Ecuadoran Volcano Update: El Reventador Producing Lava Flows and Ash Fall, Tungurahua Settles Down
Two of Ecuador’s most active volcanoes, Tunagurahua and El Reventador, seem to be headed in different directions. At El Reventador, a new ~2 km/ 6,500 foot steam-and-ash plume along with lava flows were noted this week, along with lava fountains at the summit. People living near the volcano noticed incandescence at the volcano’s summit, along with dusting of ash on the flanks of the volcano. This revived lava flow activity started last fall, but had quieted for the last few months until this new activity. The increased seismicity likely means magma is moving within the magmatic system beneath the volcano, so the likelihood of the eruption continuing is high. Larger eruptions of El Reventador, including a VEI 4 eruption in 2002 (see above), have been known to coat Quito with ash (90 km away) and within the 2002 crater, a small scoria cone and lava dome have grown since 2008.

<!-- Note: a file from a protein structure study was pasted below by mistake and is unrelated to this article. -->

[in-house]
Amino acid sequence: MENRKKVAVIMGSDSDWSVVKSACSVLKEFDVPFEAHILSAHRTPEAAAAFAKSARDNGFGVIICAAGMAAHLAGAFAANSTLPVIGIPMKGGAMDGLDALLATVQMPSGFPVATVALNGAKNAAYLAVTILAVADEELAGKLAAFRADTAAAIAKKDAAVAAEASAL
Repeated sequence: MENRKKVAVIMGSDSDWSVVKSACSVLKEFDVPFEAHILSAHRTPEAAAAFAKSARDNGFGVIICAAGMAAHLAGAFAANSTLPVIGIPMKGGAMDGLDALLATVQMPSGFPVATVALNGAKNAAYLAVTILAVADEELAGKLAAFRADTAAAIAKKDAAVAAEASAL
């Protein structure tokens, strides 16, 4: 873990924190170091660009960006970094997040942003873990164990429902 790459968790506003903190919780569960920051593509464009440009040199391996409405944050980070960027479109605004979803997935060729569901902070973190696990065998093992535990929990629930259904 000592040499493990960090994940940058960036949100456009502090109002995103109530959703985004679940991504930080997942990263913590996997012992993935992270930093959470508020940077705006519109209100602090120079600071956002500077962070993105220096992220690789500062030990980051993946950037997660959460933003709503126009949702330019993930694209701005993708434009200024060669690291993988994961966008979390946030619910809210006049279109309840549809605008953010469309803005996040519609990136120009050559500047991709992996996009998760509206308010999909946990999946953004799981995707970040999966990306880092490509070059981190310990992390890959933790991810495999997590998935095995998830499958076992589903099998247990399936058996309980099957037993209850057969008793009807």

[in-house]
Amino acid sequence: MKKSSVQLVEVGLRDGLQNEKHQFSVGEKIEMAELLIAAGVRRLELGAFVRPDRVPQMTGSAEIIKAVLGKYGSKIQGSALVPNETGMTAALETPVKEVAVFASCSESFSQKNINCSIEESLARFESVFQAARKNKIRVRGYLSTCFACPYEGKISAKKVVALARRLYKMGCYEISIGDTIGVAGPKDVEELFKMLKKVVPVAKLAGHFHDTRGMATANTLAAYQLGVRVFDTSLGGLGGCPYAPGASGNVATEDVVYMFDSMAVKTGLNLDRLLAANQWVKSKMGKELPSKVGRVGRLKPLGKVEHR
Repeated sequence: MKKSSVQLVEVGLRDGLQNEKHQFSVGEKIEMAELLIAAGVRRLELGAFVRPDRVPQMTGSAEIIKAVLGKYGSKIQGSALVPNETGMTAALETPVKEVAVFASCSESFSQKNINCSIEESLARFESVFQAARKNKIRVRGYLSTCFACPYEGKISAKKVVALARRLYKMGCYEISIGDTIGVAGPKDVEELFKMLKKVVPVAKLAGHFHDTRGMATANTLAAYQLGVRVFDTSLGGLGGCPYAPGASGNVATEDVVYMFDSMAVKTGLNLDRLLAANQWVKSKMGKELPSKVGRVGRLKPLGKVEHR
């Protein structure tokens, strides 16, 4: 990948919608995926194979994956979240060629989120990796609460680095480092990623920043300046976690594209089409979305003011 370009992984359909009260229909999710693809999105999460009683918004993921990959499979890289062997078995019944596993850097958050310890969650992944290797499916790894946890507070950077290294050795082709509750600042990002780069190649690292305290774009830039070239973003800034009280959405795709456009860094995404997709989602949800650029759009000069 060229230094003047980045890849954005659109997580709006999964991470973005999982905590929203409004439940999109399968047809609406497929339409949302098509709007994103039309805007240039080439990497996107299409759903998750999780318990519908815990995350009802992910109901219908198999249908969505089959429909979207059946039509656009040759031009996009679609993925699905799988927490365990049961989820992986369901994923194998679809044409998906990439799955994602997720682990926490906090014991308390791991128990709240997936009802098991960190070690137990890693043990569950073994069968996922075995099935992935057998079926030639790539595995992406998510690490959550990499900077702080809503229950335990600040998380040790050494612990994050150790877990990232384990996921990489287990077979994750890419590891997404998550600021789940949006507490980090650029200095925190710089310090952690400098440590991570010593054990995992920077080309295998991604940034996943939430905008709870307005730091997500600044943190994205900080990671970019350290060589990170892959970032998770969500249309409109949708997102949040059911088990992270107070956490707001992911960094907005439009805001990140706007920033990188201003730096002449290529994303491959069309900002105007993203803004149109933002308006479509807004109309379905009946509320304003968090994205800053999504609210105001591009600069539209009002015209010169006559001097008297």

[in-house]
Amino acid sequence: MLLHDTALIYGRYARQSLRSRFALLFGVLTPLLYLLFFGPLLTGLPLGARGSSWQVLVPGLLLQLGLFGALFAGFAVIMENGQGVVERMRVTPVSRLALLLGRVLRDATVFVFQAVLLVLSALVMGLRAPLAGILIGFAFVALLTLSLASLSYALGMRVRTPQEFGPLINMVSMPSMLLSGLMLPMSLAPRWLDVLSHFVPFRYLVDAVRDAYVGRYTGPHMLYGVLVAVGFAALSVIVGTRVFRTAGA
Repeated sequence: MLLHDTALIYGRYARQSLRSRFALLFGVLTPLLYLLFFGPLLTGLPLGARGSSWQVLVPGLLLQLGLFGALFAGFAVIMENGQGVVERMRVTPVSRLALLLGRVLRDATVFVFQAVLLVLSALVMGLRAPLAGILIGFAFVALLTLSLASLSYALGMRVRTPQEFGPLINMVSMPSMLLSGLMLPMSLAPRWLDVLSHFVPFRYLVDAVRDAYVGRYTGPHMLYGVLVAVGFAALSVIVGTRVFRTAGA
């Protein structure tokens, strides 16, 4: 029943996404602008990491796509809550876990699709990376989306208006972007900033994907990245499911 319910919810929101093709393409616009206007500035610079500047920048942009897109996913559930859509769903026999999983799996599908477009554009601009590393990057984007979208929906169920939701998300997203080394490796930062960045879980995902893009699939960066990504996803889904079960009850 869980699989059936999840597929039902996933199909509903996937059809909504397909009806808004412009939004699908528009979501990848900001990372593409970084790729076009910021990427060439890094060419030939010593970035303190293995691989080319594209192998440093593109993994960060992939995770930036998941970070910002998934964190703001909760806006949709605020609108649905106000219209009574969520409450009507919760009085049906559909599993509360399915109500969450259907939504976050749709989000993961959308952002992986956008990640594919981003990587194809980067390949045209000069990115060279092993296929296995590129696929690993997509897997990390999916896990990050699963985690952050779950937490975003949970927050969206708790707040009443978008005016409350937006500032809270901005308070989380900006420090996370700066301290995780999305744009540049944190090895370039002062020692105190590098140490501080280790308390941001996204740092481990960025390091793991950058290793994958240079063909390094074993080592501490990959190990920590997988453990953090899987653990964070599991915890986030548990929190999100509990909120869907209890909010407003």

Meanwhile, things have settled down some at Tungurahua, after last year’s impressive activity. There have been some small earthquakes centered under the volcano, but right now there is only a wispy steam plume coming from Tungurahua. However, even when Tungurahua isn’t erupting, it can be hazardous. As the latest IG-EPN bulletin warns, heavy rains can remobilize loose ash deposits to form mudflows/lahars. This means that people should take special caution near streams that issue from the flanks of the volcano.
Erik Klemetti is an assistant professor of Geosciences at Denison University. His passion in geology is volcanoes, and he has studied them all over the world. You can follow Erik on Twitter, where you'll get volcano news and the occasional baseball comment.
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